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Accessibility audits and forced colors

Noted by on his .

I love this blog post. Thank you for writing it. I must add one thing: every accessibility audit needs to test with forced colors. Countless sites claim to be accessible but fail this basic check.

For those less familiar: forced colors is a standard feature defined in the CSS Color Adjustment Module Level 1. It overrides colors with a user-preferred palette. Implementations include Windows High Contrast Mode and Firefox on all supported desktop platforms (I’m not sure about mobile).

Forced colors reveals violations of the Web Content Accessibility Guidelines level A success criterion 1.4.1, Use of Color. I use forced colors in Firefox every day, and often face issues. For examples: see Can I Use issue 6527, or this Kagi search feedback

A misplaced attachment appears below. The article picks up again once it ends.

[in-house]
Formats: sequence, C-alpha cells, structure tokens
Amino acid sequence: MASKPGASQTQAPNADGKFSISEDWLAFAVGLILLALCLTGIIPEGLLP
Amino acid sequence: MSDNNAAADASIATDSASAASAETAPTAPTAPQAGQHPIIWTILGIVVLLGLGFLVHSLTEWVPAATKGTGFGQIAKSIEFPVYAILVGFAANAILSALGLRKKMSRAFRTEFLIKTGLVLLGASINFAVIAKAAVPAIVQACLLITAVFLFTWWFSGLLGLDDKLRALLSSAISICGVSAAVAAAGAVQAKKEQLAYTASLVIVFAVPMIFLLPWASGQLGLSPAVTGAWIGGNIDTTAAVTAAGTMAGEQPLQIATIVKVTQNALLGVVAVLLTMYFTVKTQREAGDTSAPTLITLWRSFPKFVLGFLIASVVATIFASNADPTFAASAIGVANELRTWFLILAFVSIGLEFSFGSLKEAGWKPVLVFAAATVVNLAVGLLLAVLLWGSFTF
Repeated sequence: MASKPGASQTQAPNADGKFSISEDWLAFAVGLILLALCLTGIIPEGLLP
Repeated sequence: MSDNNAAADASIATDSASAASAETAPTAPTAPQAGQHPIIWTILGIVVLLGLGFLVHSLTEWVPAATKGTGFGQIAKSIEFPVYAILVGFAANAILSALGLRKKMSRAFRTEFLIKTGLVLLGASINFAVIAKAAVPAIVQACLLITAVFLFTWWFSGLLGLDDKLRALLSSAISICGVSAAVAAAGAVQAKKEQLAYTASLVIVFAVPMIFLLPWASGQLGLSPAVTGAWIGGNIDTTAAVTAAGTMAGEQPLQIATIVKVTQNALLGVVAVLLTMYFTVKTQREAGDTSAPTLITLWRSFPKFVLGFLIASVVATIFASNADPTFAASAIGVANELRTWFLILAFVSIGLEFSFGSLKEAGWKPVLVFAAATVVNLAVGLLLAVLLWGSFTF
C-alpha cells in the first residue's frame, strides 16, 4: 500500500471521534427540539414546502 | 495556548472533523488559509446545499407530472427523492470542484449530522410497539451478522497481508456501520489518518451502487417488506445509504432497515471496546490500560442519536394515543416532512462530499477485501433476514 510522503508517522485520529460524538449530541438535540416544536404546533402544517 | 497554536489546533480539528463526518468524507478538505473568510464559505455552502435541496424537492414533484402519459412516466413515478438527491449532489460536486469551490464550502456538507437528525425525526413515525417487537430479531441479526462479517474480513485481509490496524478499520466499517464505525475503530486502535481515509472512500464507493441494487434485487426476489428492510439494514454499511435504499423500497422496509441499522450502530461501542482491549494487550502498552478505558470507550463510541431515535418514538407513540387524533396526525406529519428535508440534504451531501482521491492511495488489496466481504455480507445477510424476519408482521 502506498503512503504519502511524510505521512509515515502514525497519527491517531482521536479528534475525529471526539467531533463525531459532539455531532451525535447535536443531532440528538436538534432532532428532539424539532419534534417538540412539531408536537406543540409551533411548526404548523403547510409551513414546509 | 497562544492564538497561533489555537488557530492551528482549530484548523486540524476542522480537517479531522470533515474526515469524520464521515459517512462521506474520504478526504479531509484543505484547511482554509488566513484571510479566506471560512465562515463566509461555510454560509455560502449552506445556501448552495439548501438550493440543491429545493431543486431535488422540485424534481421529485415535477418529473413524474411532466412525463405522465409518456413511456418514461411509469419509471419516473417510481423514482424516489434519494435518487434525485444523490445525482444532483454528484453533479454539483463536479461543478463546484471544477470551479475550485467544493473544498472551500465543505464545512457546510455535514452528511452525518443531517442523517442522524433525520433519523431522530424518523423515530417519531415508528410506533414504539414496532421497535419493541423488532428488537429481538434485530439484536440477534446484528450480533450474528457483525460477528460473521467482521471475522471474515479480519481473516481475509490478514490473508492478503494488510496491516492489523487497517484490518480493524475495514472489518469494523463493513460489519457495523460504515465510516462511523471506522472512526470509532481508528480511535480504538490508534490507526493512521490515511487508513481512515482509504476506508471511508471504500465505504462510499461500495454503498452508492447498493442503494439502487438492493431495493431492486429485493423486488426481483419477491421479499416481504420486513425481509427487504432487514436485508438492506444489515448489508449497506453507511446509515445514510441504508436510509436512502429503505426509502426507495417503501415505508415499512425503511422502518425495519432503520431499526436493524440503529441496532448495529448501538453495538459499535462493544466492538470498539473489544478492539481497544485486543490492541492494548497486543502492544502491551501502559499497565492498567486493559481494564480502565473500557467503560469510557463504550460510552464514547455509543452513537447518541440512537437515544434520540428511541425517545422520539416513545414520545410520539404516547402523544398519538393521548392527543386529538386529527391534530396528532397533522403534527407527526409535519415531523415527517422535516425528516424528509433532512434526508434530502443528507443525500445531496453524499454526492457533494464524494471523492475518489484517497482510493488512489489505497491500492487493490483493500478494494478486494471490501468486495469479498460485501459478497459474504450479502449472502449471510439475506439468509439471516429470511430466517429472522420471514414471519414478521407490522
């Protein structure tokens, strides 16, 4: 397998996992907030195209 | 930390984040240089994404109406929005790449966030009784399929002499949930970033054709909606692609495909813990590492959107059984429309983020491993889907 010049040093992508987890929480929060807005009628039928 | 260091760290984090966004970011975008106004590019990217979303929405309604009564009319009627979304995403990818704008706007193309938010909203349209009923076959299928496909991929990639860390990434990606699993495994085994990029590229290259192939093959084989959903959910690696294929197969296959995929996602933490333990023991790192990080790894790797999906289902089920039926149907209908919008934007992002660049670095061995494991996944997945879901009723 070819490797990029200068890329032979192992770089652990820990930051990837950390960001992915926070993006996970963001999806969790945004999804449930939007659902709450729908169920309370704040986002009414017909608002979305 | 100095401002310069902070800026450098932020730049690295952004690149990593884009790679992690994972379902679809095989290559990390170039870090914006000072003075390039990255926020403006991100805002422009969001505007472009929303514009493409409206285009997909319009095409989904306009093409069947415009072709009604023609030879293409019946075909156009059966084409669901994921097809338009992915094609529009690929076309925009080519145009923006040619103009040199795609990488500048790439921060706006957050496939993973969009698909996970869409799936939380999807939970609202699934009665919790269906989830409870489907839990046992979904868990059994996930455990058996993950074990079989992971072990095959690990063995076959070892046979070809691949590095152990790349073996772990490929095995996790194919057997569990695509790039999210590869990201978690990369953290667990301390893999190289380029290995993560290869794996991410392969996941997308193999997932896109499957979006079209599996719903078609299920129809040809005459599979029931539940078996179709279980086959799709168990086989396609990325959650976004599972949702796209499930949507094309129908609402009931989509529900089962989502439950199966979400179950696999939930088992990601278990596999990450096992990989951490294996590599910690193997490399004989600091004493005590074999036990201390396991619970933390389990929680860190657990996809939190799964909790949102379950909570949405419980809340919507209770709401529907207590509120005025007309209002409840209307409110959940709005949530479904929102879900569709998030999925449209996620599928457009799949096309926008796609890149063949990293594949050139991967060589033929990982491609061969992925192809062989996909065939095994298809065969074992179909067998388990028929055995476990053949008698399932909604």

Section 2.3 of the CSS Color Adjustment Module leaves much room for non-standard user-agent-specific behavior beyond the standard forced colors. Chromium, mobile Firefox, and Samsung Internet have their own “auto dark modes” which intelligently and selectively adjust colors on light-themed websites. Testing on all these configurations is hard; forced colors is a simpler, predictable place to get started.